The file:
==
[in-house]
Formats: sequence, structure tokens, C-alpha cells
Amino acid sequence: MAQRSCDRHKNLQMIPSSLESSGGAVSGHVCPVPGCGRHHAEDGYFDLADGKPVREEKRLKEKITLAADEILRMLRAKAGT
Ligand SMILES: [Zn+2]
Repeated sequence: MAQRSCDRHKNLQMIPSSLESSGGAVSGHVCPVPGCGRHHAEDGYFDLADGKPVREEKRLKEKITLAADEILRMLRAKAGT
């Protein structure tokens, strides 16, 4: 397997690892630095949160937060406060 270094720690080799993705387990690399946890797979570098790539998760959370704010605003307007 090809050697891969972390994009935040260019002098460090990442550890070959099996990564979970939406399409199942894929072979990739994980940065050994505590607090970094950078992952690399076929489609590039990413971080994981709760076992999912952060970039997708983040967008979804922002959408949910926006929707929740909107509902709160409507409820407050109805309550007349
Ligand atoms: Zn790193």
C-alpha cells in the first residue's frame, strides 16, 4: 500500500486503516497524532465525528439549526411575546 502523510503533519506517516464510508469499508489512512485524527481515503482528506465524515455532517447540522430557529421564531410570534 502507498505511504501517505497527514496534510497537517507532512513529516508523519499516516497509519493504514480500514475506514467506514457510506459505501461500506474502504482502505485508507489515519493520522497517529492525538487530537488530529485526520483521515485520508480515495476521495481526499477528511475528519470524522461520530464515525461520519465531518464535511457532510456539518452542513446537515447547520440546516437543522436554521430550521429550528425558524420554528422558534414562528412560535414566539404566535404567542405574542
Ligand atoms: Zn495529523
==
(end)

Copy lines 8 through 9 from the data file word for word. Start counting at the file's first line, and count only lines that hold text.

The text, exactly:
C-alpha cells in the first residue's frame, strides 16, 4: 500500500486503516497524532465525528439549526411575546 502523510503533519506517516464510508469499508489512512485524527481515503482528506465524515455532517447540522430557529421564531410570534 502507498505511504501517505497527514496534510497537517507532512513529516508523519499516516497509519493504514480500514475506514467506514457510506459505501461500506474502504482502505485508507489515519493520522497517529492525538487530537488530529485526520483521515485520508480515495476521495481526499477528511475528519470524522461520530464515525461520519465531518464535511457532510456539518452542513446537515447547520440546516437543522436554521430550521429550528425558524420554528422558534414562528412560535414566539404566535404567542405574542
Ligand atoms: Zn495529523